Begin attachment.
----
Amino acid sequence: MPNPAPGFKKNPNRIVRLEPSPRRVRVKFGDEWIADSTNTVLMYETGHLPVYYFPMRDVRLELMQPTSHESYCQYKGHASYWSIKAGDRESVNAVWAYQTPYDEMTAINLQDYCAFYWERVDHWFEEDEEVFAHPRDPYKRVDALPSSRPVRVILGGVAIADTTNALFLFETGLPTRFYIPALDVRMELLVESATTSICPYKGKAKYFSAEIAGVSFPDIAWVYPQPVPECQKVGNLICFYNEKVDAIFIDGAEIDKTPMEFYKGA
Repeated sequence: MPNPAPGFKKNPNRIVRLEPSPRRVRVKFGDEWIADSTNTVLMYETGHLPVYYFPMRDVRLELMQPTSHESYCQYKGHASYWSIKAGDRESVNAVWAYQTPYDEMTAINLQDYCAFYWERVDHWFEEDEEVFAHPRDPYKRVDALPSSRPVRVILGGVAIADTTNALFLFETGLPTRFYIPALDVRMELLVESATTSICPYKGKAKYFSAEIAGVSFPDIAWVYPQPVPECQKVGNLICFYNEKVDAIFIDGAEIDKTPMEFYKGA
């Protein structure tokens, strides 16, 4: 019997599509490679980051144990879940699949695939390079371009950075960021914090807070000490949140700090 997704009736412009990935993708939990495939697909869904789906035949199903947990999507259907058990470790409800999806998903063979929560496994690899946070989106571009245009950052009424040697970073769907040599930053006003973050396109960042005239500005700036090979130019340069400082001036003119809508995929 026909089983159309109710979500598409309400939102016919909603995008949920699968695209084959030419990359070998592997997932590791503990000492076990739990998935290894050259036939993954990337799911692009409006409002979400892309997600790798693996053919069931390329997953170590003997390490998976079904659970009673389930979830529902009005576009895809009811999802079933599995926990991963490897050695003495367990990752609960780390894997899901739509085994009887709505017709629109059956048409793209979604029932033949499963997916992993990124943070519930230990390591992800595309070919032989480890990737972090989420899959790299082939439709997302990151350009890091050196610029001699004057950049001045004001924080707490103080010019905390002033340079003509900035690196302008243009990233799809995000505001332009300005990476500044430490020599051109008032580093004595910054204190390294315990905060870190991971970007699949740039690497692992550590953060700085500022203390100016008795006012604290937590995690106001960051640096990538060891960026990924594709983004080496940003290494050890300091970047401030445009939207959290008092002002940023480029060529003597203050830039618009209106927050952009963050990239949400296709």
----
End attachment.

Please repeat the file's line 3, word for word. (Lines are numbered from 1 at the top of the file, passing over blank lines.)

């Protein structure tokens, strides 16, 4: 019997599509490679980051144990879940699949695939390079371009950075960021914090807070000490949140700090 997704009736412009990935993708939990495939697909869904789906035949199903947990999507259907058990470790409800999806998903063979929560496994690899946070989106571009245009950052009424040697970073769907040599930053006003973050396109960042005239500005700036090979130019340069400082001036003119809508995929 026909089983159309109710979500598409309400939102016919909603995008949920699968695209084959030419990359070998592997997932590791503990000492076990739990998935290894050259036939993954990337799911692009409006409002979400892309997600790798693996053919069931390329997953170590003997390490998976079904659970009673389930979830529902009005576009895809009811999802079933599995926990991963490897050695003495367990990752609960780390894997899901739509085994009887709505017709629109059956048409793209979604029932033949499963997916992993990124943070519930230990390591992800595309070919032989480890990737972090989420899959790299082939439709997302990151350009890091050196610029001699004057950049001045004001924080707490103080010019905390002033340079003509900035690196302008243009990233799809995000505001332009300005990476500044430490020599051109008032580093004595910054204190390294315990905060870190991971970007699949740039690497692992550590953060700085500022203390100016008795006012604290937590995690106001960051640096990538060891960026990924594709983004080496940003290494050890300091970047401030445009939207959290008092002002940023480029060529003597203050830039618009209106927050952009963050990239949400296709």